Blue Lola Headphones Review: Good Microphone Maker Also Good at Headphones

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Blue Microphones has been most known for their, well, microphones. It's not uncommon to see someone at least somewhat dedicated to higher-quality microphones than built-in setups to be rocking the Blue Snowball or Yeti. Blue has started getting into headphones as well, and their second pair, Lola, is a fantastic entry into the market. The Lola is a bit bulky, but it offers fantastic, balanced sound for the price.



Blue Lola is a reworking of the Blue Mo-Fi that released in 2014. Those headphones were an interesting thing, because it had a unique design, a headband compression mechanism that allowed you to change how much it compressed, and of course, the integrated headphone amp. Lola uses a similar design, eschews the compression mechanism, and drops off the amplifier altogether. The cables are a flat design, containing a short remote-and-mic cable, along with a longer audio-only cable.

Now, the thing that was interesting to me was that the Mo-Fi never felt like it needed the amp when I demoed for short amounts of time. Lola will push your iPhone's included amp to its limits, sure, but an amp is unnecessary for most people. The other downside to the included amplifier implementation was that it since it didn't have any real volume control, it wasn't intended for line level sources. So, you'd have to amplify a signal already getting subpar amplification from your device. So, it seems like Lola is a smarter option for $100 less. You can spend that $100 on a dedicated headphone DAC/amp (a Fiio Q1 plus the Camera Connection Kit would run you $100), or even jump up to higher quality from there. The headphones don't suffer without an amp, but they do see some improvement when plugged into one.



But Lola has great sound quality even straight out from an iPhone or iPad. The sound is rather balanced, giving all components of the sound a good representation, while not sounding analytical to an excessive degree. That's a problem with high-end headphones: they reveal so much that anything but the best recordings suffer. While the analytical sound appeals to many, for the average person who wants to enjoy their music, Blue Lola is a great way to experience much greater detail and clarity without losing the liveliness of it. The bass has good kick and extension down to the lowest audible frequencies, thanks in part to the deep leather pads. These aren't necessarily bass monsters; if you come from Beats, you will likely be impressed at how well things like vocals actually come through! The pads also help provide Lola with a great soundstage for closed headphones as well.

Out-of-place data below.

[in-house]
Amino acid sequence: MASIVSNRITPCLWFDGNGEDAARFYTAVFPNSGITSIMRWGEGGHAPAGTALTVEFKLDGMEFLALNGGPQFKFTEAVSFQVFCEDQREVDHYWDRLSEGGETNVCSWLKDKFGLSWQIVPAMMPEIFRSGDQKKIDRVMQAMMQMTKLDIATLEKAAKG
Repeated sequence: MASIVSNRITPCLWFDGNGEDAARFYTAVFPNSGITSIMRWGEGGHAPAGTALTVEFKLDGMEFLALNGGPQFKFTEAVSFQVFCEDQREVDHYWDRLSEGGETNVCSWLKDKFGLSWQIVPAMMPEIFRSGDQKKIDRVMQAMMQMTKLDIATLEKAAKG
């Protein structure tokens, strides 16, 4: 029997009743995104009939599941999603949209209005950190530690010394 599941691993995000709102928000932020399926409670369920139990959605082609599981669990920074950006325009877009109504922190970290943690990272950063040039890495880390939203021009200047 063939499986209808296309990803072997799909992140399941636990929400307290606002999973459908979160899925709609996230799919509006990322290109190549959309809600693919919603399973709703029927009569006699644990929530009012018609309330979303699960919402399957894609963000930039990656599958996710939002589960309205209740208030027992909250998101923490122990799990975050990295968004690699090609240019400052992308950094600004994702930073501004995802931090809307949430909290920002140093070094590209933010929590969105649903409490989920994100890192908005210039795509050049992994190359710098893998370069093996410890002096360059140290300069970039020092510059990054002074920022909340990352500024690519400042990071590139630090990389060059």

I would say that compared to similar headphones around its class, Lola has fantastic resolution, but on lower-quality amplifiers, you may notice some distortion at times. While this problem tends to go away if you plug into a better amplifier – I didn't notice much distortion when using my Objective2 amplifier – you can still enjoy this straight out of your iPhone. You'll just be cranking the volume up pretty high. But this is definitely something that will scale up well enough with better audio equipment if you fall into that trap.



One of the more impressive aspects of the Blue Lola is that the noise isolation is fantastic. This isn't to be confused with active noise cancellation, it just means that the Lola manages to to block out a significant amount of noise. The measurements, by headphones expert Tyll Herstens at Innerfidelity, confirm it.. This is the headphone to get if you want to block out the world.

While Lola comes with an iOS-compatible cable with remote, I don't know if I'd call these portable. They don't fold down into a portable shape, and while they come with a carrying bag, these are meant more for packing into a suitcase. You could possibly stick them in a backpack, but if you have limited space available, you won't really be taking these with you. Also, they look goofy, especially if your head is kind of uneven:



I'm impressed with the Blue Lola. I've been messing around with mid-fi headphones in its price range, and they stand up to whatever I've tested if not excelling. I used these for about a month, and I was using them in place of headphones I bought for myself. Now, should you be paying $250 for these headphones? Sure. I think people who say that they're happy with just their included earbuds are missing out. Even a decent $50 pair of in-ear monitors or headphones will be such an improved experience. And if you're willing to take a risk on something that's pricey and not Beats, or a popular mid-fi pair like the Audio-Technica M50X (a fine pair of headphones, but you can do better), this is a great entry point. These are a versatile pair of headphones, and I definitely recommend them.

Now, should you be buying expensive headphones in this age where the headphone jack might be dying? Well, an adapter is bound to happen – wouldn't be difficult to do, and my guess is that Apple's adapter would even support the TRRS remote+mic standard that few other DAC/amps support. But even just for sitting around the house as these are best used for, using an adapter or other external equipment is hardly a problem. While I'd love for them to be a bit more portable-friendly, I highly recommend the Blue Lola.

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